"I didn't discover Lovecraft till I was in my 20s, but when I did I felt an immediate kinship," says Sherman, a 43-year-old British expat. "As a schoolboy in Nottingham, I would watch the great Hammer horror films on late-night TV. I was also writing horror stories about monsters. I invented a character called Super Bat who was from the Light World and had to fight creatures from the Dark World like Evil Eyes. I got so deeply into it that the headmaster had to call my mam to ask her if everything was all right at home."

Sherman came to Chicago in 1990 after graduating from London's distinguished Drama Centre theater school. Though he started off as an actor, he quickly gained notice here as a director and writer of plays steeped in sci-fi, the supernatural, and the macabre. His directorial debut, at the old Organic Theater, was a chilling adaptation of "In the Flesh," Clive Barker's tale of a young convict trying to make contact with the spirit of his mass-murdering grandfather. That was followed over the next 15 years by adaptations of other stories by Barker (Son of Celluloid), William Gibson ("Burning Chrome"), and H.G. Wells (The Invisible Man and The War of the Worlds) as well as stagings of Lord Byron's occult play Cain and the gruesome Jacobean revenge drama The Maid's Tragedy.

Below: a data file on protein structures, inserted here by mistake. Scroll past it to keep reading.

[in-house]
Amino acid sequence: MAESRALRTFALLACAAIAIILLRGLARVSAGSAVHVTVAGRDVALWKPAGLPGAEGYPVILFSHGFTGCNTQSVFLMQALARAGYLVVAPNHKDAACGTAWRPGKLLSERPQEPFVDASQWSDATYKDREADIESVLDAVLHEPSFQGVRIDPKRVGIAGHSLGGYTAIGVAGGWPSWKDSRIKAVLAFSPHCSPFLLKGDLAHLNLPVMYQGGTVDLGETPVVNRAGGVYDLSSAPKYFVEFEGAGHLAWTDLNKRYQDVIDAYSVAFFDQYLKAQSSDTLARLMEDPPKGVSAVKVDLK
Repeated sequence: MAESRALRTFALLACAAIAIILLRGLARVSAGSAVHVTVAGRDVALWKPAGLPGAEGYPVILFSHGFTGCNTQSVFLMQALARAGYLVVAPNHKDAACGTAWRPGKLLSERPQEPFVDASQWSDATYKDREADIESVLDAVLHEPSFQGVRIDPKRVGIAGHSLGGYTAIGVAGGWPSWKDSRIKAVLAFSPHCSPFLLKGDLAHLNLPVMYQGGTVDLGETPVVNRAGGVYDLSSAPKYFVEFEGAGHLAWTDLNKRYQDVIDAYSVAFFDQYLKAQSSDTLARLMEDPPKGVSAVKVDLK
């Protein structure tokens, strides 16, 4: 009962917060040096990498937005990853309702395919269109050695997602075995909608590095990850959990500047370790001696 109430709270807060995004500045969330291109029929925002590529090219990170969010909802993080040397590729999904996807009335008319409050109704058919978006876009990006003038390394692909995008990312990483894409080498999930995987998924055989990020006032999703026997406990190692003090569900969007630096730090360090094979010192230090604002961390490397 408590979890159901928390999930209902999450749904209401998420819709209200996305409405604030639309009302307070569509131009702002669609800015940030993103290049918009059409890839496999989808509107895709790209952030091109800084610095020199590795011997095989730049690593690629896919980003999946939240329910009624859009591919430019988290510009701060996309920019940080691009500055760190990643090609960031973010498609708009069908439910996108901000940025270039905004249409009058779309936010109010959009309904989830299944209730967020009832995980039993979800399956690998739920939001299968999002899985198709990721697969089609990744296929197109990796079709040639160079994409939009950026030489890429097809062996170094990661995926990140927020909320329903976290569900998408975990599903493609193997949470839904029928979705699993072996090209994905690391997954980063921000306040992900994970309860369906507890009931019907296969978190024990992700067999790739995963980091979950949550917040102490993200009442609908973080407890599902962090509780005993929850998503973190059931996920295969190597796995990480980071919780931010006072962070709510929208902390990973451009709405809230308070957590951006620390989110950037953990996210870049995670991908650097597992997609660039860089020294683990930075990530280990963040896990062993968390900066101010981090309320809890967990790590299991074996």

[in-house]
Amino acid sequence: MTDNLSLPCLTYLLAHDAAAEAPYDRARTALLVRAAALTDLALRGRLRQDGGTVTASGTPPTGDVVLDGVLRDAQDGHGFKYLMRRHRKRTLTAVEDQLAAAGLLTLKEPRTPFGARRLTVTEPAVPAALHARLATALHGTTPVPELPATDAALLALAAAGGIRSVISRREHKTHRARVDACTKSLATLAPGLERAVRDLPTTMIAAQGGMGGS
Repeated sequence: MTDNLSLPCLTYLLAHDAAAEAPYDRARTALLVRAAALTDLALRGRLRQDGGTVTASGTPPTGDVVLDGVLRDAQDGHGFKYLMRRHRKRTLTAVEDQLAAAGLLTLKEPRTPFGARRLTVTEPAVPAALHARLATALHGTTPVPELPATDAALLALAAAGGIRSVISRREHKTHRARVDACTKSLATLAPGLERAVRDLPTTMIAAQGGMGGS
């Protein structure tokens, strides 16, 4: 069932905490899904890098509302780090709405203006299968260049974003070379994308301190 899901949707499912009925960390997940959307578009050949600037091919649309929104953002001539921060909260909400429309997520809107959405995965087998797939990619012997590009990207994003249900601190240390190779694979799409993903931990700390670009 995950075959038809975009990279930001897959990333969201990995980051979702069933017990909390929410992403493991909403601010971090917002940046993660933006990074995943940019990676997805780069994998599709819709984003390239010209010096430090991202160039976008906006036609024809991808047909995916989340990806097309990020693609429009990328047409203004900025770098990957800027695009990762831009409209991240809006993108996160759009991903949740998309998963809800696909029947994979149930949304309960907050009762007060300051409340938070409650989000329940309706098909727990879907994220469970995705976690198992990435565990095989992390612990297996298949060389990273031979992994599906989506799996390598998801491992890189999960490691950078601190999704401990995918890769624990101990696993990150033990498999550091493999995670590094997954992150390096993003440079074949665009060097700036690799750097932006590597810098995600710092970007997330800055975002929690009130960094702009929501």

In 2005, while directing his own adaptation of Henry IV for the Shakespeare Project of Chicago, he struck up a conversation with one of the cast members, Aaron Christensen, who mentioned that he had an idea for a book about horror films. Christensen's concept was an anthology of movie reviews written by fans rather than professional critics. "I was startled to hear an actor talk about horror with such enthusiasm," says Sherman. Christensen couldn't have found a more receptive ear.